So those are the basics of my upcoming trip to WDW.  As always you can follow along at home on Twitter at @khelmstetter.  As I said, I’m really excited for this trip.  It is going to be a ton of fun and really, really exhausting.  I hope to meet some of you readers at our meets!  Don’t be shy and come out and say hi and meet a group of great people.  And if you are taking a trip to WDW this summer I hope you have as much fun as I’m going to!   Let me know what your summer plans are and if you’ll be on Disney property at the same time as our crew.

Next week I’ll take a look at planning a trip with a Disney rookie…

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February Hours Posted – Crowd Calendar Updated

by on July 20, 2010

Disney has posted the park hours and schedules for February 2011 (subject to change, of course), and has made changes to park hours for July, August, and January. When Disney changes its park hours, it’s a good indicator that their forecast for the crowds has changed — so we change ours as well.

Further, we’ve updated an additional 18 days in the next six months based on data we’re receiving from Lines users (big thanks!). We want you to have the best trip possible, and these changes will give you a more accurate picture of what the crowds will look like. And as usual, please let us know if you have any questions related to your trip.

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College Students at Disney

by on July 19, 2010

Amanda is a college student, currently pursuing a degree in applied mathematics and statistics.  She runs the Disney College Blog, a website that had been originally intended for just college students, where she now writes for all ages and walks of life.  Her first trip to Walt Disney World was at age four, and she has been in love with it ever since.  You can find her on Twitter (@discollegeblog) or on her blog.

When most people think of the ideal college vacation, they think of something from MTV’s Spring Break.  While I suppose there’s nothing wrong with spending a week in Cancun if you’re into that kind of thing, my version of the ideal college vacation is going to Walt Disney World.  My first trip to Walt Disney World was when I was four, and I infamously asked my mom, in the middle of the Magic Kingdom no less, if we could go back to our room and color.  Since then, I’ve gained a much stronger love of Disney, and now that I’m in college, I can actually go on Disney trips without my parents.  Sound impossible?  It’s not.  It is very feasible to go to Walt Disney World as a college student, get lots done, and not spend a ton if you make sure you do a few things.

First off, know when to go.  Avoid Walt Disney World during June, July, and early August if you can.  If you can handle the heat, you can visit during your summer vacation much less expensively if you go in May or late August (after the 15th).  Also consider going in January, since many schools have winter breaks, and Walt Disney World is in value season.  Plus crowds are low!  Just keep in mind that the weather in January can be unpredictable.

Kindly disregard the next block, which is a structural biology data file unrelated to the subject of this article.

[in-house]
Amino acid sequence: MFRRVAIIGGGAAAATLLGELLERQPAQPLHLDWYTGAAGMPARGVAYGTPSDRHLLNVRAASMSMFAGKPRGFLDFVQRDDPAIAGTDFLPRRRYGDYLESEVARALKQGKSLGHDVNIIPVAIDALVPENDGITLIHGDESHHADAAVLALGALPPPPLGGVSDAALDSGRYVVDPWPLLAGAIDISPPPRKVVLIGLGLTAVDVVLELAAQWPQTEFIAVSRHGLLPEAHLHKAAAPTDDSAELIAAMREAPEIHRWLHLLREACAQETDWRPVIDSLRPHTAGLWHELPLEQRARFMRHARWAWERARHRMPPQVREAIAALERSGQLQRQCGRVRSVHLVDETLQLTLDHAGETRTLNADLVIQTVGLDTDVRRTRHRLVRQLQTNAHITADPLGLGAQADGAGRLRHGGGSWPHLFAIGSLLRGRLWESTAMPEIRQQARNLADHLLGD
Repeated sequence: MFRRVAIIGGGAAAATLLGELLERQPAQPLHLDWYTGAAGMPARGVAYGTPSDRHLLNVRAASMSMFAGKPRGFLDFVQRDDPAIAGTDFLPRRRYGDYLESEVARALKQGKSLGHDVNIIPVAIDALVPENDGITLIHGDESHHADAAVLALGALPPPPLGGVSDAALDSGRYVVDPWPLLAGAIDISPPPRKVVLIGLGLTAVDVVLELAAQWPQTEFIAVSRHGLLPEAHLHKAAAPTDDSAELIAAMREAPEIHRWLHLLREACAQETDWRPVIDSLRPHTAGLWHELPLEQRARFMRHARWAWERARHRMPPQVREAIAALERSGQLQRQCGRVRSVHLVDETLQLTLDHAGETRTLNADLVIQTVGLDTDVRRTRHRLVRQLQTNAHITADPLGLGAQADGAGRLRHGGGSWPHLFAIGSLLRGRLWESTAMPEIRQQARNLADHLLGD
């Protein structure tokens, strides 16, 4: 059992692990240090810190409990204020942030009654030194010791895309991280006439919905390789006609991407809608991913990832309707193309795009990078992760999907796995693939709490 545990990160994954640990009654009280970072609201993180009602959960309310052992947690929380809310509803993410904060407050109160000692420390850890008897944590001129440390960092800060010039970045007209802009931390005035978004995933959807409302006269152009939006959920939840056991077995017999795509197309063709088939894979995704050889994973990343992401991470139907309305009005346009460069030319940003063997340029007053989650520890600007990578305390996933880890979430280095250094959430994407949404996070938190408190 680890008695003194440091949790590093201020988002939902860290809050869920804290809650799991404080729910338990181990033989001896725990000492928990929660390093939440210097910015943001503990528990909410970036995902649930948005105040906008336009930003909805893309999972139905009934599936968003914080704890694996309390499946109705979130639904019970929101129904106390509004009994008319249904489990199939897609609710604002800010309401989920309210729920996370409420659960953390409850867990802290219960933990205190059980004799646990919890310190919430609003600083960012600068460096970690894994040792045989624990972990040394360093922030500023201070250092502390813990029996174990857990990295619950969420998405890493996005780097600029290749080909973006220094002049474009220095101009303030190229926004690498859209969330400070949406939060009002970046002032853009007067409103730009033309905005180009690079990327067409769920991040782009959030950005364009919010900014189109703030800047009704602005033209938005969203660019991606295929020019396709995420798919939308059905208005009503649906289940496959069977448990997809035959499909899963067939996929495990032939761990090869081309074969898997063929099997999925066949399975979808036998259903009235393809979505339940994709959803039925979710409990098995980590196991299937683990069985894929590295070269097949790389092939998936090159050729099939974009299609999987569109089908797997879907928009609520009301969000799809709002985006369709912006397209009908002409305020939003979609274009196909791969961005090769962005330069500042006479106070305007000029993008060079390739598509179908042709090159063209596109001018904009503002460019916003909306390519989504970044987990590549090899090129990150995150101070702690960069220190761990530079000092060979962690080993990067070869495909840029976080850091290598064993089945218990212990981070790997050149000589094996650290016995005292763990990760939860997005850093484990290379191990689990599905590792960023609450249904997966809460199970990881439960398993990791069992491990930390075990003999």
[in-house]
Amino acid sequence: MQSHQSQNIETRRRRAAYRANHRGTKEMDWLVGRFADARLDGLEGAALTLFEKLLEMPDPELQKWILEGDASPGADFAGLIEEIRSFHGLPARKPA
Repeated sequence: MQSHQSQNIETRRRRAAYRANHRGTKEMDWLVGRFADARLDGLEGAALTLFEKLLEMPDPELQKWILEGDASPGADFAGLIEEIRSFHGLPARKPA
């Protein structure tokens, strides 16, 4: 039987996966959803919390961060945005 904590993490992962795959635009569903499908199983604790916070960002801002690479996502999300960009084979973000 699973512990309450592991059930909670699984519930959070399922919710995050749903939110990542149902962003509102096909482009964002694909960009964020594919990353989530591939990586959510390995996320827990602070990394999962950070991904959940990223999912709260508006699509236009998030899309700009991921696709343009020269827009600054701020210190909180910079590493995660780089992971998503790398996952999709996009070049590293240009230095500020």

To save even more money, stay at a value resort.  There are some less expensive off-property hotels, but keep in mind that if you’re not traveling with a parent, you likely won’t be old enough to rent a car.  If you’re driving to Walt Disney World, then by all means find a great deal offsite, but if not, at a value resort you’ll save money on the room and get to use complimentary Disney transportation.  Also, using Disney’s Magical Express, the free bus service from Orlando International Airport to your Disney resort, will save you some money.

Since time is almost as important as money to college students, maximize it by being at the theme parks when they open.  Yes, that means waking up at an hour that you probably haven’t seen since high school, but I promise it’s worth it.  Coming from the girl who never schedules classes before 11 am, you will be glad that you did it.  Especially if you use a touring plan, you will probably ride more things in three hours than the uninformed college students strolling in at noon will ride all day.

In fact, I recommend leaving at noon, especially if you visit during the summer.  It will be beyond hot, but you can avoid the hottest part of the day if you take a break after lunchtime.  Go back to your room and take a swim, sit out by the pool, or catch up on your much-needed sleep.  Then, once you’ve recharged, hit the parks again.  You may feel like you can go all day without a break, but trust me and take one.  It’s a vacation; you want to have fun and relax, not burn out.

Finally, be a kid.  Do things you haven’t done since your age was in the single digits.  Run up and hug Mickey Mouse.  Ride the rides in Fantasyland.  Don’t worry about what the people around you think.  They’re all acting like kids too.  In this case, you want to act your shoe size.  Otherwise you might as well have gone to Cancun! Are you a college student who loves to travel to the World? Let us know in your comments!